• Word count: 1604
  12. Oppression and frenzy: causes of the French Revolution.

    In France, before the revolution, the social structure had two extremes. The peasants hated the aristocrats for their power and money. For the aristocracy it seemed like the best of times but many lived in a world insulated from what the reality was for the poor: hunger, and unemployment. On the other end of the spectrum, the lower classes did not have any civil liberties and were not allowed to participate in government. This is revealed by a man in a crowd who yells to Monseigneur, "I devote you, to the Devil!"2 In other words, the aristocrats had "sealed their graves" because they were too cruel towards the lower classes.

    • Word count: 1650
  13. What is the relationship of the present-at-hand to the ready-to-hand? How is the present-at hand prior? How is the ready-to-hand prior?

    But in-order-to screw or unscrew one would have to possess not only the screwdriver, but a screw also. This example shows that the relationship of equipment to other equipment is essential. Equipment is what is it is by belonging to a "referential totality".3 The totality, however, doesn't go on forever, but rather ends in a "for-the-sake-of", an ultimate end. Our Being's, or as Heidegger puts it, our Dasein have a fundamental relationship with equipment. Moreover, equipment is realized as what it is only through its interaction with Dasein. Though Dasein has no properties in the form of subject/object predication, it does have modes of being.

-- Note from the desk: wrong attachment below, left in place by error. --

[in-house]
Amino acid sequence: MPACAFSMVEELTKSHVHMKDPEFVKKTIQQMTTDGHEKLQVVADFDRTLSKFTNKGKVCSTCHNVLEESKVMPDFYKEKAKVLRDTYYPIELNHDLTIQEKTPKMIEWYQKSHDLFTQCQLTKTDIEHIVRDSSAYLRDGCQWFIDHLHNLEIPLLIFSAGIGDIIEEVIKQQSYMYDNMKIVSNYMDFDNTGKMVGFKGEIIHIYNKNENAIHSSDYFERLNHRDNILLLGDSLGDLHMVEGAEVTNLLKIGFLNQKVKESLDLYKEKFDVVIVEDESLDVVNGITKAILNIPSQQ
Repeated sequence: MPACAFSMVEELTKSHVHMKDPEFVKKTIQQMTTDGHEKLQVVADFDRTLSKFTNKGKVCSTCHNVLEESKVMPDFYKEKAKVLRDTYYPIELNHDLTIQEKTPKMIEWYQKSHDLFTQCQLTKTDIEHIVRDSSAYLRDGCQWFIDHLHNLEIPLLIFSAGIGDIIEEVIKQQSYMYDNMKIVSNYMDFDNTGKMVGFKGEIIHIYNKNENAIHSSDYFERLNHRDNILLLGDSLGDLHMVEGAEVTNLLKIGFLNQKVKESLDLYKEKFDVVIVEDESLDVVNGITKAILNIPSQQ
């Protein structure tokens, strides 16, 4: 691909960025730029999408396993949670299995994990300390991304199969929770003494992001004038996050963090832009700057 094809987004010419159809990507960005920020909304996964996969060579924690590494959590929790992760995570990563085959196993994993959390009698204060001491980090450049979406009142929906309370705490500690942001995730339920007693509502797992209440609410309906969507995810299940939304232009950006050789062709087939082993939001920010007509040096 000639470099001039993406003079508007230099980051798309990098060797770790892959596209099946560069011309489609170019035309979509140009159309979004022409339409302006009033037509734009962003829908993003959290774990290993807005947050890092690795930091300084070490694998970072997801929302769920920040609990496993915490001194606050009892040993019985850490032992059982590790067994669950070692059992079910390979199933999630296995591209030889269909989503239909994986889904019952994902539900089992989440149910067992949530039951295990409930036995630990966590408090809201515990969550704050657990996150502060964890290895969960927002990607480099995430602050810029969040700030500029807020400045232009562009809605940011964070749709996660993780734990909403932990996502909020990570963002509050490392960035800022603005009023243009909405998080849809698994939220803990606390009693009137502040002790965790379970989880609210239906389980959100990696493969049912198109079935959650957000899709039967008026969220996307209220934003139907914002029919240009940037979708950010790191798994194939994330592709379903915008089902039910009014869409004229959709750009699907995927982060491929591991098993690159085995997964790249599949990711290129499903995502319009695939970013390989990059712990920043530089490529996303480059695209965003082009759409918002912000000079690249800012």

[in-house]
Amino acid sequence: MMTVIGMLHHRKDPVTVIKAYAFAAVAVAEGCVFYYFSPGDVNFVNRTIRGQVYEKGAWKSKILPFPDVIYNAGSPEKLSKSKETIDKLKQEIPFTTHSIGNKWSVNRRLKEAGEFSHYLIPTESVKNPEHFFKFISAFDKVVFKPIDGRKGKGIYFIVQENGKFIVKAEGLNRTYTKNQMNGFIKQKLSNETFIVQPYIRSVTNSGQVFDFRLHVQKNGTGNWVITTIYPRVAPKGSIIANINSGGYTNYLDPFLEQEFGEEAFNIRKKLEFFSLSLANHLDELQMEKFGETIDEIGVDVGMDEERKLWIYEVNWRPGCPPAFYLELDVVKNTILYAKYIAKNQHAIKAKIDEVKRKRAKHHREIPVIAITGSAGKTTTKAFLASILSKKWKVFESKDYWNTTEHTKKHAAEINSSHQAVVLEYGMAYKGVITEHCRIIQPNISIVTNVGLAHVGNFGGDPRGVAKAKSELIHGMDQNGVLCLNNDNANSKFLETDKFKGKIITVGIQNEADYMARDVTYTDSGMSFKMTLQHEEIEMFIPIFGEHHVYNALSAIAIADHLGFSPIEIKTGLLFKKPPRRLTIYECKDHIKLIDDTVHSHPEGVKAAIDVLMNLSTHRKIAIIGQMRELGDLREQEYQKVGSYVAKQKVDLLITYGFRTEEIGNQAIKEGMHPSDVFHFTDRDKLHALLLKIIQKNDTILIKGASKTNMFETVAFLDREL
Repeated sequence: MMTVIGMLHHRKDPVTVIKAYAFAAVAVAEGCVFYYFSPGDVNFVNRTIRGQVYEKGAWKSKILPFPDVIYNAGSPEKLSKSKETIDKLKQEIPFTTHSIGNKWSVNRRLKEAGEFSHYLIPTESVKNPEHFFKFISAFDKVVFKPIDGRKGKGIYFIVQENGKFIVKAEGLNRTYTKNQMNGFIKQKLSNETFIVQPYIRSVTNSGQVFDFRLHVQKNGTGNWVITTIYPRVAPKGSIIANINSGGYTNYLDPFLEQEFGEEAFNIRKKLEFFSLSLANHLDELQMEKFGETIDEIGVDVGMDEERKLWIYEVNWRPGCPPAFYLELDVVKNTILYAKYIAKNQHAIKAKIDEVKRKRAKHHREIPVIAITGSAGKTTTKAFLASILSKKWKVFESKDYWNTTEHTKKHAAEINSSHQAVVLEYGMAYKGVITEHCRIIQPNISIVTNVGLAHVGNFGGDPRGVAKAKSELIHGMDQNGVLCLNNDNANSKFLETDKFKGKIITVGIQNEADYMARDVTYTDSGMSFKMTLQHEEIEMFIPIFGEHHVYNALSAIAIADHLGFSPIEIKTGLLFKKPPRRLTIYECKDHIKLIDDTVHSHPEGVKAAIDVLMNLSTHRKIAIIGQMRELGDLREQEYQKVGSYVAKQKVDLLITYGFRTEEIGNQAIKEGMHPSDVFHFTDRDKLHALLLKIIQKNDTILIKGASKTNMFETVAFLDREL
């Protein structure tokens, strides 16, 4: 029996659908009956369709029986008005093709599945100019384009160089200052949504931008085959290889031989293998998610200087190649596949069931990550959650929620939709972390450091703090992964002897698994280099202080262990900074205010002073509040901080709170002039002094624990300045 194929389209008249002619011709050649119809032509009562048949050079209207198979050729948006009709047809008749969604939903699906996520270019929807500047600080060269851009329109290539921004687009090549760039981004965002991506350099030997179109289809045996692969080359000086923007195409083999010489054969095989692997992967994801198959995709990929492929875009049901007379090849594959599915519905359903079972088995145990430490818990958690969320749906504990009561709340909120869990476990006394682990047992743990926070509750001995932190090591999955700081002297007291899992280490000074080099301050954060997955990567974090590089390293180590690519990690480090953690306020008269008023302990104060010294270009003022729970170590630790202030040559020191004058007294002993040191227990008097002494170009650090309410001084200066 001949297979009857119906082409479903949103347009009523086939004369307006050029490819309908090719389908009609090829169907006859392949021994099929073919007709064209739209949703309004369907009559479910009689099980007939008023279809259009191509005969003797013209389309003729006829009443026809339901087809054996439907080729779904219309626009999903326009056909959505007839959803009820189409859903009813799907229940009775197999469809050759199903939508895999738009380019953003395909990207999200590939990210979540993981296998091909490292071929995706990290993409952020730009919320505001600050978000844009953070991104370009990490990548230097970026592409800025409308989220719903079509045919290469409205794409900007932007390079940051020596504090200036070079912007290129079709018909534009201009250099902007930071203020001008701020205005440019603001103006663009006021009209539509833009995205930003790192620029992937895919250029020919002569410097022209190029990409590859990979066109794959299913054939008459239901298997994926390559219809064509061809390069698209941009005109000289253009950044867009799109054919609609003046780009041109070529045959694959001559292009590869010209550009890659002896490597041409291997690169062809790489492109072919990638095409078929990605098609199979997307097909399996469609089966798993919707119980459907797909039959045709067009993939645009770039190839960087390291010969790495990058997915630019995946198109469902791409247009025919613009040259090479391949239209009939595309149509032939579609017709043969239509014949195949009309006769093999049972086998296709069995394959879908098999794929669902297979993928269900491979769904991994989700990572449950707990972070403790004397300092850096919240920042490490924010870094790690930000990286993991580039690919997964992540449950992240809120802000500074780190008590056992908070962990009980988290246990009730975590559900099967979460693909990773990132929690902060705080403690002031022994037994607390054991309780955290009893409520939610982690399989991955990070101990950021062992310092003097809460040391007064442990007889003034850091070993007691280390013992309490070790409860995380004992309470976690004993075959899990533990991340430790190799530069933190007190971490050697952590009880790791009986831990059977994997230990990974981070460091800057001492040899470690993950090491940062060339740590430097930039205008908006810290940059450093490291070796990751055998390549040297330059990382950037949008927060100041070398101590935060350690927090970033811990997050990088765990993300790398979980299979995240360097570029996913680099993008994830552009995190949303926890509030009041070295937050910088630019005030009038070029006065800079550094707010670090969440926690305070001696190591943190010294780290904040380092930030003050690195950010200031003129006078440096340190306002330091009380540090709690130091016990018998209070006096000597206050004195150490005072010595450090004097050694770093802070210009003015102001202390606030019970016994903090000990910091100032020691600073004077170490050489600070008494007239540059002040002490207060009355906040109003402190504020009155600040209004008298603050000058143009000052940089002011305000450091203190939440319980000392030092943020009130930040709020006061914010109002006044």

• Word count: 1746
  14. "The female characters in Great Expectations have the greatest influence on Pip's development" - discuss.

    Her highly unfavourable "bring him up by hand," regime destroys his self-worth, forcing him to develop a real sense of self-resentment. "Hear that, be grateful to those who brought you up by hand," is a deeply ironic statement, for it is Mrs Joe he owes least gratitude to, considering the negative impact she has on Pip's young life. The physical and verbal abuse she expels on him leads to a lack of adequate love and affirmation. "I'm a common labouring boy, my hands are coarse and my boots are thick...generally I'm in a low lived bad way," is a bleak outlook that comes from a young boy who has had his self-worth quashed under his sister's tyranny.

    • Word count: 1124
  15. Writing about Literature - "Country Halloween".

    Most of the characters display artificial personalities to hide their true weaknesses. Mrs. Hopewell is a na�ve, gullible woman; Joy-Hulga is a weak, vulnerable woman who can't seem to see Lawson 2 through anything, and Manley Porter is a devilish and misleading character who gains strength from exploiting other people's weaknesses Beginning with Mrs. Hopewell, the title of the story comes from the name she likes to give the poorer and less fortunate people that live off the land and work their whole lives just to hang on to some scrap of a life.

    • Word count: 1459
  16. London is a city of myth and heroism, and criminality features strongly in the city's folklore. In literature, the London criminal has transcended mere villainy to become canonised as one of our favourite literary character types.

    An equally prescient feature of London's mythology is the criminal's nemesis, the law enforcers. But instead of being revered as heroic, the police officer is often portrayed as villainous, especially by Dickens. This is a strange paradox wherein the law-enforcer, protector of London's citizens, exchanges roles with the criminal, and takes on attributes one would associate with the criminal. The law enforcer will either be portrayed as a harsh tyrant, or to more comedic effect, as boorish, over-zealous and ostentatious. In Oliver Twist, Dickens projects these characteristics onto Mr. Fang the magistrate, and the two Bow St.